New ways to invest in gold are invented each year, but yet again gold bullion and certified rare coins have proven to be the two main-stays of the gold market. These two asset classes are staples in millions of Americans’ homes because they provide the protection and opportunity for profit that pooled accounts, mining stocks and certificates cannot match. The vast majority of gold investment analysts correctly predicted at the beginning of 2012 that gold bullion and certified rare coins would be U.S. citizens’ top choices for investing in gold, and the current outlook for 2013 appears to be more of the same.
There are some major differences between gold bullion and certified coins, and all other gold-based investments. Bullion and coinage allow private citizens to hold something that has palpable value and instant liquidity, whereas stocks are simply an investment in a company, and pool accounts are little more than a promise on a piece of paper. Promoters of investments such as mining stocks and pool accounts want you to believe that their products are inherently tied to gold, but that is simply not true. Meanwhile, bullion and coin values change based on the ever-fluctuating gold market spot price.
Bullion and gold coins have a lot in common but they also have quite a few differences. Let’s briefly examine the four major differences between gold bullion and certified rare coins.
1. Profit vs. Safety: A growing number of household investors have realized that gold bullion is more advantageous for profit-grabs while certified rare coins act as a safety net, or hedge, against loss. This is not to say that bullion is not safe or that rare coins cannot be extremely profitable, but evaluating your goals in terms of profit versus safety can go a long way in helping you choose the right type of gold.
2. Short-Term vs. Long-Term: Gold bullion usually performs best when held between 1-14 months because it is within such a time frame that gold’s value can rise 7-9 percent on average. Once this threshold has been reached “sell-offs” usually occur, pulling gold’s spot value down substantially. To avoid losing a portion of their profits investors often try to liquidate their bullion holdings after a 5-8 gain has been realized. On the other hand, certified gold coins fluctuate on a more gradual scale, meaning that investors who have no intention of selling could do better in the long run by sitting tight when gold’s spot value decreases due to bullion sell-offs.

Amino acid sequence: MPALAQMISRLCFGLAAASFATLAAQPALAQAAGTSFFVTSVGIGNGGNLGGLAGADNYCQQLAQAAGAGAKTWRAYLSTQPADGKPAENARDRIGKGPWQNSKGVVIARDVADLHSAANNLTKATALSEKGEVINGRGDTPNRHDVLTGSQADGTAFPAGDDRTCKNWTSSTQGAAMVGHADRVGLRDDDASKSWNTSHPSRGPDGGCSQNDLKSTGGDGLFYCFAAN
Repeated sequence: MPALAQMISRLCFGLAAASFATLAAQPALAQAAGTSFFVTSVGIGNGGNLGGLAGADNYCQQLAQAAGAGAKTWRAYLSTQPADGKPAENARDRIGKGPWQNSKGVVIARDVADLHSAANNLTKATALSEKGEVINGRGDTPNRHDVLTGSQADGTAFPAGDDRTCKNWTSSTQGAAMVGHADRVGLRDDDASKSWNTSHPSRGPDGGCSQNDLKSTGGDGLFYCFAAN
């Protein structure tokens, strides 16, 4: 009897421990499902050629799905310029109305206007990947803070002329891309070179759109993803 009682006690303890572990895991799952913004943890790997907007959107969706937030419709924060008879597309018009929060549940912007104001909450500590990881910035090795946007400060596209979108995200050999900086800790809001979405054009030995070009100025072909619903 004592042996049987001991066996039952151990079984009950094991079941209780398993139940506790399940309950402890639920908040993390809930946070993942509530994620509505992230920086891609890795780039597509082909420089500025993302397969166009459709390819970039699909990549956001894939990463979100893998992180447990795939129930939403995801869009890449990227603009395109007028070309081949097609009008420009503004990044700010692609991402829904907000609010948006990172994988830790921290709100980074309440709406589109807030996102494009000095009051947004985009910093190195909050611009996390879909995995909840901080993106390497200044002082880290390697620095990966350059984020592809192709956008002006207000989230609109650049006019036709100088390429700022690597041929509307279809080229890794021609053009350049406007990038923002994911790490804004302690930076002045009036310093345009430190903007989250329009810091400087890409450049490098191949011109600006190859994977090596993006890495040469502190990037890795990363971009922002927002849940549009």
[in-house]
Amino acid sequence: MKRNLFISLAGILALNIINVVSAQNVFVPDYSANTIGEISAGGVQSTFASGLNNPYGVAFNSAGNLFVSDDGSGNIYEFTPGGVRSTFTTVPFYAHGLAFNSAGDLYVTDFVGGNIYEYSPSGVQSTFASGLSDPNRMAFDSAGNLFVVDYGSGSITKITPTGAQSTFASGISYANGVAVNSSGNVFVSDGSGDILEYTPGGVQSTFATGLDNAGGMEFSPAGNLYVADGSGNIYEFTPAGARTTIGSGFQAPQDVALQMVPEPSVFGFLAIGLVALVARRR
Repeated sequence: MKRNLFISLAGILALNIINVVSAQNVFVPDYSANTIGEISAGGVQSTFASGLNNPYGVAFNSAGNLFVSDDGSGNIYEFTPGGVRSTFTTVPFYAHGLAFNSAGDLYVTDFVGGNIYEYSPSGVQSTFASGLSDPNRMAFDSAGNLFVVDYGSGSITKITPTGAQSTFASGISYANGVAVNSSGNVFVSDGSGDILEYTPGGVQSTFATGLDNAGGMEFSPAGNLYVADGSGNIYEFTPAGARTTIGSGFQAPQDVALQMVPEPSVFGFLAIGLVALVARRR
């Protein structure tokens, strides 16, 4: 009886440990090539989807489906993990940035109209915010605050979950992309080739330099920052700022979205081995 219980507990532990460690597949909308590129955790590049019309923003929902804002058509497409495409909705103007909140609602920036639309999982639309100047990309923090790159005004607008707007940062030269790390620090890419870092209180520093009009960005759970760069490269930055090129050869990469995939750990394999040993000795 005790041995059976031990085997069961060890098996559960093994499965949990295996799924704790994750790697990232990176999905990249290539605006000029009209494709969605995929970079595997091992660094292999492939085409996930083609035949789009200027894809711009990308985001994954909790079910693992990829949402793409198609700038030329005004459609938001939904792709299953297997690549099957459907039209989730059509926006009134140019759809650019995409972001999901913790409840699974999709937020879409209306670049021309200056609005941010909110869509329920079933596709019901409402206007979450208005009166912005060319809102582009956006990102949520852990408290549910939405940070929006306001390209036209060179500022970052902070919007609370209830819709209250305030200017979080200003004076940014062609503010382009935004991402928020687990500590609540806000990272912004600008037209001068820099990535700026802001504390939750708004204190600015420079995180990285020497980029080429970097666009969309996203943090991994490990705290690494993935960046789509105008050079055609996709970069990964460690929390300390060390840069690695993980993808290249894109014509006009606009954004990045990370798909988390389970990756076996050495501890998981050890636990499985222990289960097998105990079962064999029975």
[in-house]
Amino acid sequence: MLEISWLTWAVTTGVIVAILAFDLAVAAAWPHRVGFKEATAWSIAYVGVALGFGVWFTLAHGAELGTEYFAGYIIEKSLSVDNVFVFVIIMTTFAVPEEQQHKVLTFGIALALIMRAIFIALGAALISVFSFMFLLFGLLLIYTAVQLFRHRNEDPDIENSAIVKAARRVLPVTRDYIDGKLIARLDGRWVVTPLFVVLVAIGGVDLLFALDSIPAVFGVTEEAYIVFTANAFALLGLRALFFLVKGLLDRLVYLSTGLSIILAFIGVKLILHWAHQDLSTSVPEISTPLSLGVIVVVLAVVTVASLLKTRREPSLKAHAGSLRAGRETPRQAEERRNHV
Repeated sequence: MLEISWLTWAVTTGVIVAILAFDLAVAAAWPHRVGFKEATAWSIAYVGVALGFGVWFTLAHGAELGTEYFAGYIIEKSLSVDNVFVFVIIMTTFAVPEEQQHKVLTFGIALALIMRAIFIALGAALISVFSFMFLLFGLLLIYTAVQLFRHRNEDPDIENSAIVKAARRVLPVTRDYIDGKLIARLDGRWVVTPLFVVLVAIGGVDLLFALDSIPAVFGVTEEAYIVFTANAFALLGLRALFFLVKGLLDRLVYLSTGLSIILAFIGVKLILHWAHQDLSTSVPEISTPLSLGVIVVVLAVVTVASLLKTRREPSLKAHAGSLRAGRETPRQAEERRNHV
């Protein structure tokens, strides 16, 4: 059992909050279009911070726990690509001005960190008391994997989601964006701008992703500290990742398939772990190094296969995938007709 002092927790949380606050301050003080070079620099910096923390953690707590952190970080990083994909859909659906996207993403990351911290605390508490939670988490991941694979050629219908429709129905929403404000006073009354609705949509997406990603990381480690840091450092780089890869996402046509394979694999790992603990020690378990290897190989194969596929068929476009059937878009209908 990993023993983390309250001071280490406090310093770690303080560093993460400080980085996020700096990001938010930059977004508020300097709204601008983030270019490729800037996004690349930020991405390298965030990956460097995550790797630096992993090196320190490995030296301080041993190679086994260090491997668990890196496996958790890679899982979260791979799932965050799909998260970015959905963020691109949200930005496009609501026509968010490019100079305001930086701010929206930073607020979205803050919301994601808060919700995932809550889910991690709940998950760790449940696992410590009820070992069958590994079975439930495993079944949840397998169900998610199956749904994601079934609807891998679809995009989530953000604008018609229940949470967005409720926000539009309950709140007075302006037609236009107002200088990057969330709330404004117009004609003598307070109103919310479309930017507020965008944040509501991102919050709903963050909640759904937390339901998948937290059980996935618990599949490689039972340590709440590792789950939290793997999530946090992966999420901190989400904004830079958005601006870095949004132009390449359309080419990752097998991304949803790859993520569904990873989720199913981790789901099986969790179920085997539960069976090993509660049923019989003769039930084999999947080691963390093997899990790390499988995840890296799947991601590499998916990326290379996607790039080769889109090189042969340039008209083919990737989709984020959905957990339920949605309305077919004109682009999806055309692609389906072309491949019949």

3. Gold Confiscation: Countries that have little or no evident risk of confiscation have more bullion buyers than in countries where there is legal precedent for such an occurrence. The United States government confiscated gold bullion from its citizens during the Great Depression due to the dollar’s weakness, so Americans who fear another gold prohibition often opt for certified gold as a legal means to combat confiscation of their investment.
4. Price: Gold bullion is almost never more than 5 percent over spot for a coin or 3 percent over spot for a bar. Large-volume discount exchanges like Certified Gold Exchange usually sell rare coins for 8-12 percent above the price that we buy the coins for, and our brokers never take a commission; instead, your answers to the client satisfaction surveys that you will receive after every transaction determine your broker’s end-of-year bonus. Certified coins cost more up front because they have a track record of outperforming raw bullion, and bullion is less expensive because it has a history of being seized by our government.
Certainly there are more than four differences between gold bullion and certified rare coins, but the aforementioned items are at the core of what keeps bullion from being certified coinage, and vice versa. If you are new to gold or unsure about which gold investing route may be right for you, please call our toll-free Help Desk at 1-800-300-0715. Our commission-free advisers are here 10am-7pm each weekday to answer your questions and provide you with accurate information as you navigate the gold market.
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